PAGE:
The starting pistol has been fired on a long-awaited kidney treatment centre for Aberdeenshire patients.
Yesterday, a sod-cutting ceremony was held at the renal dialysis centre, at Stonehaven’s Kincardine Community Hospital.
It marked the culmination of five years of fundraising from the local community, led by the rotary club, who managed to raise more than £1million to turn the dream into a reality.
Currently, those living south of the city have to travel to Aberdeen Royal Infirmary (ARI) for treatment, putting further strain on exhausted patients.
A survey carried out by NHS Grampian recently revealed that between 35-40% of ARI kidney unit patients journey from as far afield as Laurencekirk.
Angus Simpson, who travels to the city from Portlethen from treatment, said it would make a massive difference to his life.
The 65-year-old, who has one kidney which failed due to diabetes, said: “This will make a great impact for the good, literally 10 minutes along the road.
“It takes about an hour just now, I get picked up about 6.45am and the traffic is getting busy by the time I get onto the dual carriageway.
“Coming back just now, you’re exhausted, it’s like running a marathon, it’s four or five hours in bed afterwards. It’s not just that day, it’s the next day too.
“I’ve been fighting for this since I found out it was a possibility, it’s the rotary club which has been doing all the collecting.”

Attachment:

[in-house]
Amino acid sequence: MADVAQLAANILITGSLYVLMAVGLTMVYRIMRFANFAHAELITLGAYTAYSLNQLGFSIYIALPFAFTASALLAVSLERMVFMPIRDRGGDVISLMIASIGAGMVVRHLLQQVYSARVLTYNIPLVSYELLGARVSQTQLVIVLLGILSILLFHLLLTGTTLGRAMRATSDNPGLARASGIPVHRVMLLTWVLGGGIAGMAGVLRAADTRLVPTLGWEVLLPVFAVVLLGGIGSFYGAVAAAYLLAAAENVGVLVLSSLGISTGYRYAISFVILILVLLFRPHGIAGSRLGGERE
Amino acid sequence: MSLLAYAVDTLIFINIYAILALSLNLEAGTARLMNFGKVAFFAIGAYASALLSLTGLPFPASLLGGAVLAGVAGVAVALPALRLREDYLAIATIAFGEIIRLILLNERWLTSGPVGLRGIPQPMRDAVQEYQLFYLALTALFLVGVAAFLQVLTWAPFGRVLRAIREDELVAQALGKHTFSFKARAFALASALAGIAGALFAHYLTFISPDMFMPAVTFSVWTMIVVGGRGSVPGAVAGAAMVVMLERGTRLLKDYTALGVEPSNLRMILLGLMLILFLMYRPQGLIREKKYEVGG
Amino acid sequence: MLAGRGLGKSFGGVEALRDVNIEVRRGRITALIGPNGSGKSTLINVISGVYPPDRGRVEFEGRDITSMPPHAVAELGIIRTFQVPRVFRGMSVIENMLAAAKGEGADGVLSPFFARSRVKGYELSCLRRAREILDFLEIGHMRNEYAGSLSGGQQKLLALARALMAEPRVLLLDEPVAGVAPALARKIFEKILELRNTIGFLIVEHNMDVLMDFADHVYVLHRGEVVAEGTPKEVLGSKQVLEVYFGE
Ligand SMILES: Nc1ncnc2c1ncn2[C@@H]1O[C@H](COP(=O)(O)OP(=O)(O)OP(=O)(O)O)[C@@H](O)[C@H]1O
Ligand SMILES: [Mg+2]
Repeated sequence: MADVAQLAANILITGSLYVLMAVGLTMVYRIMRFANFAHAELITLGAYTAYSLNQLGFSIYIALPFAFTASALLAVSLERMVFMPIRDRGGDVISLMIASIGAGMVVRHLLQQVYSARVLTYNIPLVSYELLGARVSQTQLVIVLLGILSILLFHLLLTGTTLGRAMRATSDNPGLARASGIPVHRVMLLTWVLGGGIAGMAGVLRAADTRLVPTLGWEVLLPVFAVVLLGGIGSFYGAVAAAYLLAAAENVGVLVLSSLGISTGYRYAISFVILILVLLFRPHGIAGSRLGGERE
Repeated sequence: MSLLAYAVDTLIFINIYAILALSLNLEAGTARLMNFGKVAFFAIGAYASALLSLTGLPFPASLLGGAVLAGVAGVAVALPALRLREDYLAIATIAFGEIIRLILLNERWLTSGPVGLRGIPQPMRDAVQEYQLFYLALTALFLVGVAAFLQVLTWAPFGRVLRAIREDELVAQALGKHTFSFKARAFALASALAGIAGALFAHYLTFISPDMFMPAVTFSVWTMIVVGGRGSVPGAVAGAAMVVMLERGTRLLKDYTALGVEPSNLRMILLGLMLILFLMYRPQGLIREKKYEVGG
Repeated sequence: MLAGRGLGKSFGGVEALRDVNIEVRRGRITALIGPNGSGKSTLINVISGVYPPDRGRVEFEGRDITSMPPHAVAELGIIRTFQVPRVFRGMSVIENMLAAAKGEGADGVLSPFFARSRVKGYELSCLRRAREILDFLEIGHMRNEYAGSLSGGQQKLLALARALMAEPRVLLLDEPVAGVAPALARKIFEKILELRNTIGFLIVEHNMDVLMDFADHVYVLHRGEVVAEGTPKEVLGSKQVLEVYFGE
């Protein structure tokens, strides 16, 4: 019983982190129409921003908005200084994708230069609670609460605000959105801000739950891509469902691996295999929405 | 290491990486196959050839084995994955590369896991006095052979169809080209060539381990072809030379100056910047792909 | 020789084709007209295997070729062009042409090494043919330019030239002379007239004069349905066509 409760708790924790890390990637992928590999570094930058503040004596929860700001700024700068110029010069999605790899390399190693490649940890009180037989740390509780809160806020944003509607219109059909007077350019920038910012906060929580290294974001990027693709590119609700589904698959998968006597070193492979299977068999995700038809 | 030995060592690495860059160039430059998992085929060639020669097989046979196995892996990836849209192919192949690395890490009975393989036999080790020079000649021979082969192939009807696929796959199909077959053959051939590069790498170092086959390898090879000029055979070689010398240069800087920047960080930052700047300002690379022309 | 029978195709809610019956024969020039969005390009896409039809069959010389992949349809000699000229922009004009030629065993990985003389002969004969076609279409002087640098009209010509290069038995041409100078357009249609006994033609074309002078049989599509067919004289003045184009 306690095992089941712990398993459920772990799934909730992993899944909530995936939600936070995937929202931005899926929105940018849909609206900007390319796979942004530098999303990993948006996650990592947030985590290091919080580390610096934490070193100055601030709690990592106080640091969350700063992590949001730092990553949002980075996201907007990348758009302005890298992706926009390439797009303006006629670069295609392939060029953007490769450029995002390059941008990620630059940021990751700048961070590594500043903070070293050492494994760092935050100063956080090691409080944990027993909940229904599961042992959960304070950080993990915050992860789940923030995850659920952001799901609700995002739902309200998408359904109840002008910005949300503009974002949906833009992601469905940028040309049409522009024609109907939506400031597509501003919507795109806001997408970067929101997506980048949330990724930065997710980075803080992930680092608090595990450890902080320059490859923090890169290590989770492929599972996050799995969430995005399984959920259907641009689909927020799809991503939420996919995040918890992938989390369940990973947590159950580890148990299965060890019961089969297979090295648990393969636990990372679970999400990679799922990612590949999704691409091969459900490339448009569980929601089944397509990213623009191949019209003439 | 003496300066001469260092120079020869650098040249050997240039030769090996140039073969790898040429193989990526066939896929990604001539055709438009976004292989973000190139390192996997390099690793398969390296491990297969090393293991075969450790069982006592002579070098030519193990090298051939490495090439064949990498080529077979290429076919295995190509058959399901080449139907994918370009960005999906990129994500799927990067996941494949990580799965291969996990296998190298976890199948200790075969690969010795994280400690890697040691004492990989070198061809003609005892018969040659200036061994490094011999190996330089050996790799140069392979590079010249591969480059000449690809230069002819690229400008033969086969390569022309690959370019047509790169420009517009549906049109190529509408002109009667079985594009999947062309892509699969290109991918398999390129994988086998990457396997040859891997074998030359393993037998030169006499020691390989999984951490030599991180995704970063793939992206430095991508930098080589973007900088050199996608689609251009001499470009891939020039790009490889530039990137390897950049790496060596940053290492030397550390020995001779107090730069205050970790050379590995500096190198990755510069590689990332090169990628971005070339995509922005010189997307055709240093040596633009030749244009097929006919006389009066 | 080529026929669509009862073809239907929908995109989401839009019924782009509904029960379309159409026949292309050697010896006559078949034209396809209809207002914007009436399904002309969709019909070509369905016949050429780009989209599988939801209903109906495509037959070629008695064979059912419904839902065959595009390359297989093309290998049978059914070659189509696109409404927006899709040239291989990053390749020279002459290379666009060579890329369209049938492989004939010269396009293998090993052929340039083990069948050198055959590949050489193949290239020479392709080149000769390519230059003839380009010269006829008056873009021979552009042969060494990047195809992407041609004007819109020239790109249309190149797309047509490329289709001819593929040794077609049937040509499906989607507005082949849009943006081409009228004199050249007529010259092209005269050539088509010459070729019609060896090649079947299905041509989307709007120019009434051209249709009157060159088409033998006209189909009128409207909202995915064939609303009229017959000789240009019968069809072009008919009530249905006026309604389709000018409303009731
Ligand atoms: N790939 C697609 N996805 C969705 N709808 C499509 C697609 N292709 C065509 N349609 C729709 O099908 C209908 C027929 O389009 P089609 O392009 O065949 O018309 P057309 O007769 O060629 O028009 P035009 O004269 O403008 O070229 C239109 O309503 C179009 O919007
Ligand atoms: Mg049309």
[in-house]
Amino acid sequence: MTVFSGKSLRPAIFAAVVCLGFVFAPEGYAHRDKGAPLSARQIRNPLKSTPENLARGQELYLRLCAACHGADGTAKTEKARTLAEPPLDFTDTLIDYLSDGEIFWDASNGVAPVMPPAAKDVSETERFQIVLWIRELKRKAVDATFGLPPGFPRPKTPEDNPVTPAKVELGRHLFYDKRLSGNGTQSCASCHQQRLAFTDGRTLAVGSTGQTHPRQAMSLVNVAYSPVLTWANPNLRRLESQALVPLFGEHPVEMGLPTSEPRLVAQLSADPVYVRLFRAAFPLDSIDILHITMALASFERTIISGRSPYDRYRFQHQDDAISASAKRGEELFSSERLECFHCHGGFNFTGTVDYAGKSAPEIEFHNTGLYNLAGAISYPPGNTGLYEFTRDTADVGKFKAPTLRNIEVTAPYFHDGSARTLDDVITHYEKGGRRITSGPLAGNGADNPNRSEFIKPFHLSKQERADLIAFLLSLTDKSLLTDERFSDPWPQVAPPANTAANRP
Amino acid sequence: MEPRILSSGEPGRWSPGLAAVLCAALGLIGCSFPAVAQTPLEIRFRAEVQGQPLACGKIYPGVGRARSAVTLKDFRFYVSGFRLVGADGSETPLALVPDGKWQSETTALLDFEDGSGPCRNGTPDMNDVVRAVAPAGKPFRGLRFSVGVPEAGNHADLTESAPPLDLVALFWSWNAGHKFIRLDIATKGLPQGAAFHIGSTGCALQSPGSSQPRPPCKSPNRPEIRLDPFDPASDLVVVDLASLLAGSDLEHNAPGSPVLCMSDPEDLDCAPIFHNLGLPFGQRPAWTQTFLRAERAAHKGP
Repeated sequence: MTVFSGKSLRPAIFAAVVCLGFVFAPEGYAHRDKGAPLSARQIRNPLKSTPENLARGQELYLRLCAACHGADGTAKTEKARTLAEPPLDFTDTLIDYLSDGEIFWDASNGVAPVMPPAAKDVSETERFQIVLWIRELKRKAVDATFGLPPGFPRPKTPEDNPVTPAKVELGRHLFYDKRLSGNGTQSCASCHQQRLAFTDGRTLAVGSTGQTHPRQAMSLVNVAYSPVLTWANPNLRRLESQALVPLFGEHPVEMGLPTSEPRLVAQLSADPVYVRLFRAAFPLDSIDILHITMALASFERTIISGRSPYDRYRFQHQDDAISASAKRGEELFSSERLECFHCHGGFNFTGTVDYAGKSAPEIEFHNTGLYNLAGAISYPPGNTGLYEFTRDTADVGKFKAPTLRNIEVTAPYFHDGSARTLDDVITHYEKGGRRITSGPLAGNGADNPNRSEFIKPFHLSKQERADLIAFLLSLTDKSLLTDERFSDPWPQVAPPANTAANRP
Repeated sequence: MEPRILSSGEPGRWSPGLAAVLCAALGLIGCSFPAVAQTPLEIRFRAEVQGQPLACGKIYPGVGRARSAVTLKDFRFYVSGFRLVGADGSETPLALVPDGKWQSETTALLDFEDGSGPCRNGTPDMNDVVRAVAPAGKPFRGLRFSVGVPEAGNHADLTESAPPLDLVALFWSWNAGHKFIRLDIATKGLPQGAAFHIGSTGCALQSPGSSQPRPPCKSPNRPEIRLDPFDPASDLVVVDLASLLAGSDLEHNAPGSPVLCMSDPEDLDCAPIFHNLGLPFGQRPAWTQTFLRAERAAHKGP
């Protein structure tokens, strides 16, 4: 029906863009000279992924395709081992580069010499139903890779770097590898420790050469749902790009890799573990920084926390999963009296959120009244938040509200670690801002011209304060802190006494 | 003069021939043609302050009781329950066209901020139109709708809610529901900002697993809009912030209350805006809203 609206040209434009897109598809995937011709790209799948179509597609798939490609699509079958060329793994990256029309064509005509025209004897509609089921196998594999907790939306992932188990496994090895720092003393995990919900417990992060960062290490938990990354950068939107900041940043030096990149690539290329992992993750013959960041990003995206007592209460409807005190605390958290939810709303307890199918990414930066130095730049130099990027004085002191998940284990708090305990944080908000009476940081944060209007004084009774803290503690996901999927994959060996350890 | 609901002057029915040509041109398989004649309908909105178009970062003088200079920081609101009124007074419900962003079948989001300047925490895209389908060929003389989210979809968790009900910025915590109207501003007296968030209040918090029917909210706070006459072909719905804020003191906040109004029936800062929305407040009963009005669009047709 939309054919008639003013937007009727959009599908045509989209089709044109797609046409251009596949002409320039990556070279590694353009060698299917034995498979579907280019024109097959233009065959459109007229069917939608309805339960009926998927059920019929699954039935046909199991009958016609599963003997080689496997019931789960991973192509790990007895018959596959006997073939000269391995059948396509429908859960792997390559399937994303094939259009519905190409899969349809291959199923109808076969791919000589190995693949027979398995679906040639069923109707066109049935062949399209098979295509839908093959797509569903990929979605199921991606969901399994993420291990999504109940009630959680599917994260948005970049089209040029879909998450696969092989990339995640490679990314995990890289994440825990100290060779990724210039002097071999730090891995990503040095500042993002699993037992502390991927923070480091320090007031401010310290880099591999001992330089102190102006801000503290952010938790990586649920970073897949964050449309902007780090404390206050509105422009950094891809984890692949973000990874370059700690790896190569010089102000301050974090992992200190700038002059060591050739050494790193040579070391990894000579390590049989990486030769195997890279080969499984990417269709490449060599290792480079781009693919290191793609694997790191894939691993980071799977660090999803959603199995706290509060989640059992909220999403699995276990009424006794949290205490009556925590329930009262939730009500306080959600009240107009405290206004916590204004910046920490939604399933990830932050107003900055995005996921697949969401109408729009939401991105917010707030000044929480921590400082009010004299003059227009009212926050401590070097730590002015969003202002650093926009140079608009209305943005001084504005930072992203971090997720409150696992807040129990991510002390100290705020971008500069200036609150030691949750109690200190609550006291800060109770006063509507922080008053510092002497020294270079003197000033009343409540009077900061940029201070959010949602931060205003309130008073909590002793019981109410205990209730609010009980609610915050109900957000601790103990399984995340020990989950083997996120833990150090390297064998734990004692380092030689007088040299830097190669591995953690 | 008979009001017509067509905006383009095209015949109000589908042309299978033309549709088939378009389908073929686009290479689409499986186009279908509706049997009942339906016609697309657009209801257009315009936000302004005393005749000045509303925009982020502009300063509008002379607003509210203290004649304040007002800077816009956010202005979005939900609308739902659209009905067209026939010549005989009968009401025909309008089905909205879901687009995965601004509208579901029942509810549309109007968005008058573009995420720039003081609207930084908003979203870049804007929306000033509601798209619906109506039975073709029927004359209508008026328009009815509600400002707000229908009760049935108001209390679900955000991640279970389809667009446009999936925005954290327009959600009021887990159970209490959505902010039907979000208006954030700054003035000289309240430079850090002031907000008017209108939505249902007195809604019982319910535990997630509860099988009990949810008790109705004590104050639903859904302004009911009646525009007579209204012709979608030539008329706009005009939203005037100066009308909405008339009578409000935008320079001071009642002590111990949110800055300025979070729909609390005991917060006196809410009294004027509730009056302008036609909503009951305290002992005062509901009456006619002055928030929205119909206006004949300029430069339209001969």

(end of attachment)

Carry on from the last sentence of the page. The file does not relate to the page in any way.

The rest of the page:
Dialysis must take place three days every week and can last anything between two and five hours.
This means that patients’ treatment can often take up to an entire day once travel is taken into account, which often has an additional negative impact on their health.
Dr Ann Humphrey, who recently retired from her role as associate specialist at ARI’s dialysis unit, has spent the past five years spearheading the fundraising campaign.
She said: “It’s a huge day, I’m so pleased for the patients, I’ve seen how much a toll it takes on them currently.”
As well as the cash contributed by the community campaign, the health board will contribute about £545,000 to the project.
The unit, designed to help people from as far south as St Cyrus, across to Banchory, will be able to treat 24 patients a week if operating on a full-time basis.
It is expected to be open in the spring.